The GCC countries are expected to grow about five per cent in 2013 on a non-oil real GDP basis while oil prices will stay close to $100 per barrel keeping these countries budget finances in surplus, a report said.
In a context similar to the previous two years, GCC economies will remain relatively buffered and to continue to benefit from their very strong balance sheets that allow government spending on both workers benefits and on infrastructure spending, added the latest Economic Brief released by the National Bank of Kuwait (NBK).
As investors prepare for 2013, a new year it shall be, though the overall environment will be little changed, the report said. Internationally, Greece will remain in the headlines, though fears of its consequences have faded and its latest “bailout” package or payment is on the way, the brief predicts.
The EU continues to schedule almost monthly summits, where progress is made but at painstaking pace, most recently on banking union. Growth continues to hang tough in China where we seem to have avoided a hard landing, and where growth is expected to top 7.5 per cent in 2013.
The US is described as “better than the EU”, the latter being currently in recession and expected to post further negative or flat growth in 2013. The general assessment is that the emerging markets/economies will outperform, and that their currencies and bonds will as well. The advanced economies ought to grow 1.5 per cent, with a “flat” Europe and a near-2.0 per cent US, though the latter estimate ignores the risk of the fiscal cliff.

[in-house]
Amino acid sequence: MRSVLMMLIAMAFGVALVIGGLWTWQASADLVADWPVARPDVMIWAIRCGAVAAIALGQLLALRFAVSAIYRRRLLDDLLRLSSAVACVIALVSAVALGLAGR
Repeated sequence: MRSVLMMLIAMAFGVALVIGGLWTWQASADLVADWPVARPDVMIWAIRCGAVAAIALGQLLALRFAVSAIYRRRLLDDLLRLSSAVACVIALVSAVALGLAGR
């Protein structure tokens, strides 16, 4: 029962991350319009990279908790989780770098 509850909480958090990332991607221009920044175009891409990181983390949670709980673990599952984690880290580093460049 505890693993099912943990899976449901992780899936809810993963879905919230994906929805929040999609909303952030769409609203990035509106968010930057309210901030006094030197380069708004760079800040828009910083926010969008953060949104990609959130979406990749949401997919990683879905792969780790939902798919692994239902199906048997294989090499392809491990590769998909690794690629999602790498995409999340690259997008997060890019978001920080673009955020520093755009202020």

The IMF expects Asia to grow 5.8 per cent, the Mena region 3.6 per cent, though again all these numbers presume no major crisis gets out of the hand in the year, according to the brief. The risks are, in 2013, primarily on the downside, especially before the fiscal cliff issues in the US are resolved (or postponed long enough), according to NBK.
Going over the cliff itself, i.e. if nothing is done on the matter by January 1, could subtract almost $600 billion from the US economy over a short period of time and guarantee a recession during the first half of 2013, if not longer. Six-hundred billion dollars is the average annual addition to GDP in the past 3 years.
The hope is that some agreement, at least partial, on taxes and cuts, would reduce the hit to GDP from 4 per cent ($600 billion) to something under 2 per cent, which combined with the good news of a longer-term solution would prevent a recession, the report said.
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